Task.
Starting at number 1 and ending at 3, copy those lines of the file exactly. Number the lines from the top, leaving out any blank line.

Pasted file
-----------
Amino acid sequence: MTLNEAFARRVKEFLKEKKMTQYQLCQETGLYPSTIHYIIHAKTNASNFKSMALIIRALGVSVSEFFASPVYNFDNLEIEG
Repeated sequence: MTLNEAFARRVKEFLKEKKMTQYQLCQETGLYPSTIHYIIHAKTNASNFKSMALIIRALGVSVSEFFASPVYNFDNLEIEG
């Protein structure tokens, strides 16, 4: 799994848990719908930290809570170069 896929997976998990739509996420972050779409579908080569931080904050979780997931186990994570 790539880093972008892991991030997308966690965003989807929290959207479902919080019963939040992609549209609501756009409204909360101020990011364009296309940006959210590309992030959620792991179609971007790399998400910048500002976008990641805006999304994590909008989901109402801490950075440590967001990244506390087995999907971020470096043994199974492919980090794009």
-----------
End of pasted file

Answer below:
Amino acid sequence: MTLNEAFARRVKEFLKEKKMTQYQLCQETGLYPSTIHYIIHAKTNASNFKSMALIIRALGVSVSEFFASPVYNFDNLEIEG
Repeated sequence: MTLNEAFARRVKEFLKEKKMTQYQLCQETGLYPSTIHYIIHAKTNASNFKSMALIIRALGVSVSEFFASPVYNFDNLEIEG
């Protein structure tokens, strides 16, 4: 799994848990719908930290809570170069 896929997976998990739509996420972050779409579908080569931080904050979780997931186990994570 790539880093972008892991991030997308966690965003989807929290959207479902919080019963939040992609549209609501756009409204909360101020990011364009296309940006959210590309992030959620792991179609971007790399998400910048500002976008990641805006999304994590909008989901109402801490950075440590967001990244506390087995999907971020470096043994199974492919980090794009």